Most of Europe is expected to fall into recession in the coming months as the energy crisis takes its toll over the winter. China remains hamstrung by its Covid Zero policy and a depressed property market, with commodity price spillovers. In the US, interest rate hikes by the Fed have undermined a once-buoyant housing market and made high-tech companies wary.

Even with recession risks rising, bond investors don’t see central banks easing any time soon. Investors are currently betting that by next March the Fed will have raised rates to around 3.75%, while the ECB’s benchmark will be at 1.75% and the UK’s at 4%.

“Inflation is really the problem, and it remains well above central banks’ targets,” said John Flahive, head of fixed income at BNY Mellon Wealth Management. “They don’t want to make the mistake of cutting rates and watching inflation rise again.”

“I’ve seen the worst”

One sure sign of slowing demand, according to Morgan Stanley economists, is that import growth in major economies – after adjusting for inflation – is already subdued, while exports from Asia, the world’s powerhouses, are beginning to weaken.

Easing logistics congestion also contributes to lower prices. The New York Federal Reserve’s index of global supply chain pressures fell to its lowest level since early 2021. Short-term shipping rates are falling, ocean transit times are shortening and companies are even beginning to bemoan bloated inventories.

“We were getting about 65% service level from our strategic suppliers. That’s back to plus 90 percent now,” Randy Brough, president of Motion Industries Inc., an Alabama-based supplier of industrial components, said at a conference this month. “We really think we’ve seen the worst of the supply chain issues.”

If that’s the case, the Fed may not need to raise rates as much as it fears to curb demand and rein in inflation, according to Apollo Management chief economist Torsten Slok.

Still, even if commodity prices slow, there is a risk that the shift in spending after lockdown could instead push up the prices of services like going to the movies or staying in hotels. They may turn out to be stickier.

US rental costs, in particular, are being driven up by a shortage of affordable housing. That could put pressure on inflation in 2023 and “perhaps even beyond,” says Goldman’s Hatzius.

“Not too far”

Rising wages can also hold down inflation for longer.

Labor costs are the biggest expense for many businesses, especially in service sectors. With labor markets in the US and Europe still tight, companies are being forced to increase pay. In order to maintain their profits, firms will have to pass on their higher wages to consumers.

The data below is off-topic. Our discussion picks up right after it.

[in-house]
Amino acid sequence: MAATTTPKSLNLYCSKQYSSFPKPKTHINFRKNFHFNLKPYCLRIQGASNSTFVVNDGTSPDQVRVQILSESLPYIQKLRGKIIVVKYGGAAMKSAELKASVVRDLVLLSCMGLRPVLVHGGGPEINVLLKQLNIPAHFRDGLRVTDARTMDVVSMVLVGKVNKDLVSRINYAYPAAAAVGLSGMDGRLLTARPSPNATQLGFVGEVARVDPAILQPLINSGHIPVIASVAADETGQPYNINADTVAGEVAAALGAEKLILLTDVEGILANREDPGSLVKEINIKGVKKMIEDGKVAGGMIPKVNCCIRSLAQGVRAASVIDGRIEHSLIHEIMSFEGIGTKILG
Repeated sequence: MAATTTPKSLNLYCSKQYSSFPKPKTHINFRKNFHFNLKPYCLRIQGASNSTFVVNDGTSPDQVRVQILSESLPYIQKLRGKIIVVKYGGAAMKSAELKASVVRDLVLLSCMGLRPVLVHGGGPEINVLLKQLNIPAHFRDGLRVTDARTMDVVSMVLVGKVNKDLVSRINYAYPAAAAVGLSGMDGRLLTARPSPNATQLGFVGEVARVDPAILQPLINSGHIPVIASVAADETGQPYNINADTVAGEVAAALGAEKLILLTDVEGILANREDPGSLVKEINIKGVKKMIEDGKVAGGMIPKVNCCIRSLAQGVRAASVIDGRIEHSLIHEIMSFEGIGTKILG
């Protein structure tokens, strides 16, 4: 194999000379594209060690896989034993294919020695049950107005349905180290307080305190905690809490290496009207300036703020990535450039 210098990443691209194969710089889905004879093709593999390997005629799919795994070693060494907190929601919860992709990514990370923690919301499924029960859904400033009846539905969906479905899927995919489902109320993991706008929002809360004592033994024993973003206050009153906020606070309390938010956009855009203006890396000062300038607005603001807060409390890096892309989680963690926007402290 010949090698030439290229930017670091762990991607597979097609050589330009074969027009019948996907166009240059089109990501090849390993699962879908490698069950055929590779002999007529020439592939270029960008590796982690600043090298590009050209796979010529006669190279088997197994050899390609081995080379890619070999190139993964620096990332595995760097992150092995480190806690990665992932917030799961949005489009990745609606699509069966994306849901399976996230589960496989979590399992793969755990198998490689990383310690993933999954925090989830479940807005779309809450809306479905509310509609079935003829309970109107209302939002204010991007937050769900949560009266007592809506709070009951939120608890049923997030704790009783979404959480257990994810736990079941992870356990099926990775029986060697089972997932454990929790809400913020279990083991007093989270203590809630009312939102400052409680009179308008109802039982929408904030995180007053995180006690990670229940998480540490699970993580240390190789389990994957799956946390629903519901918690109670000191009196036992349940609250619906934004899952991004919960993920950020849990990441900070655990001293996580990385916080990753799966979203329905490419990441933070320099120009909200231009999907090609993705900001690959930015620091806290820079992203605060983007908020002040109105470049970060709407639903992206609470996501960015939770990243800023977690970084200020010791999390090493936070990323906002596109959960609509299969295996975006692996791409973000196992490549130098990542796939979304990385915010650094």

“We are quite worried about the wage and price spiral,” said Robert Dent, senior US economist at Nomura Securities. “One may already be happening to some degree.”

There is also the argument that inflation will not return to pre-Covid levels because the world is already ready to change. Globalization is unraveling—a process accelerated by the war in Ukraine—and measures to address climate change may add another layer of costs, at least in the short term.

In a report this month, economist Dario Perkins of TS Lombard predicted that such forces would combine to create what he called a “new macro supercycle.”

Central banks “will try to prevent this secular transition, even at the cost of a recession,” but they “cannot stand in the way of structural change,” he wrote. “The persistent era of ‘low inflation’ is over.”

For now, at least, there is a growing consensus that the worst of the current inflationary episode is over for many economies, even if doubts remain about how fast the decline will be and how far it will go.

“Peak inflation is not too far away and should come soon,” said Priyanka Kishore of Oxford Economics. “There may, of course, be deviations. But this is more due to idiosyncratic country factors than global price pressures.” Read more:

  • Pimco is among bondholders calling for an end to the era of low inflation

  • Powell talks tough, says rates likely to stay high for some time

  • Peak US inflation looms, but debate rages over what comes next

  • China plans more fiscal stimulus as economic outlook worsens

  • Energy is rising in Europe as pressure mounts on leaders to ease the pain

  • Rising UK energy bills point to higher inflation and rates